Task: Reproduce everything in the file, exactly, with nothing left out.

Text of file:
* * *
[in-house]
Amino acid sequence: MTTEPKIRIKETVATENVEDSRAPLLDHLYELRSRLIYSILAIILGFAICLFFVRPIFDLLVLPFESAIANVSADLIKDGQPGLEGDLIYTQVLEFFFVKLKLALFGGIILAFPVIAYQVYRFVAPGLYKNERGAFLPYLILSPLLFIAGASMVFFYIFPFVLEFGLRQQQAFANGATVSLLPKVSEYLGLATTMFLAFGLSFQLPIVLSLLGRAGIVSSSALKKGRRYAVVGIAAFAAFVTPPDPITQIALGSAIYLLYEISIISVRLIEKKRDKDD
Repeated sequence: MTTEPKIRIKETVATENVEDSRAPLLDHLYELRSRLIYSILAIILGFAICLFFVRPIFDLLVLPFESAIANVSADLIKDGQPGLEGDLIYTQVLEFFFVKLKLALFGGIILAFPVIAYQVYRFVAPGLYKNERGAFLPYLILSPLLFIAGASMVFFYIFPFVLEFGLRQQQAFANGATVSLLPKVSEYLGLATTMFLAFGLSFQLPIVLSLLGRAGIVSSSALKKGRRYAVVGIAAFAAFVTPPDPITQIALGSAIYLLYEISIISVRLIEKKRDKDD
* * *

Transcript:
[in-house]
Amino acid sequence: MTTEPKIRIKETVATENVEDSRAPLLDHLYELRSRLIYSILAIILGFAICLFFVRPIFDLLVLPFESAIANVSADLIKDGQPGLEGDLIYTQVLEFFFVKLKLALFGGIILAFPVIAYQVYRFVAPGLYKNERGAFLPYLILSPLLFIAGASMVFFYIFPFVLEFGLRQQQAFANGATVSLLPKVSEYLGLATTMFLAFGLSFQLPIVLSLLGRAGIVSSSALKKGRRYAVVGIAAFAAFVTPPDPITQIALGSAIYLLYEISIISVRLIEKKRDKDD
Repeated sequence: MTTEPKIRIKETVATENVEDSRAPLLDHLYELRSRLIYSILAIILGFAICLFFVRPIFDLLVLPFESAIANVSADLIKDGQPGLEGDLIYTQVLEFFFVKLKLALFGGIILAFPVIAYQVYRFVAPGLYKNERGAFLPYLILSPLLFIAGASMVFFYIFPFVLEFGLRQQQAFANGATVSLLPKVSEYLGLATTMFLAFGLSFQLPIVLSLLGRAGIVSSSALKKGRRYAVVGIAAFAAFVTPPDPITQIALGSAIYLLYEISIISVRLIEKKRDKDD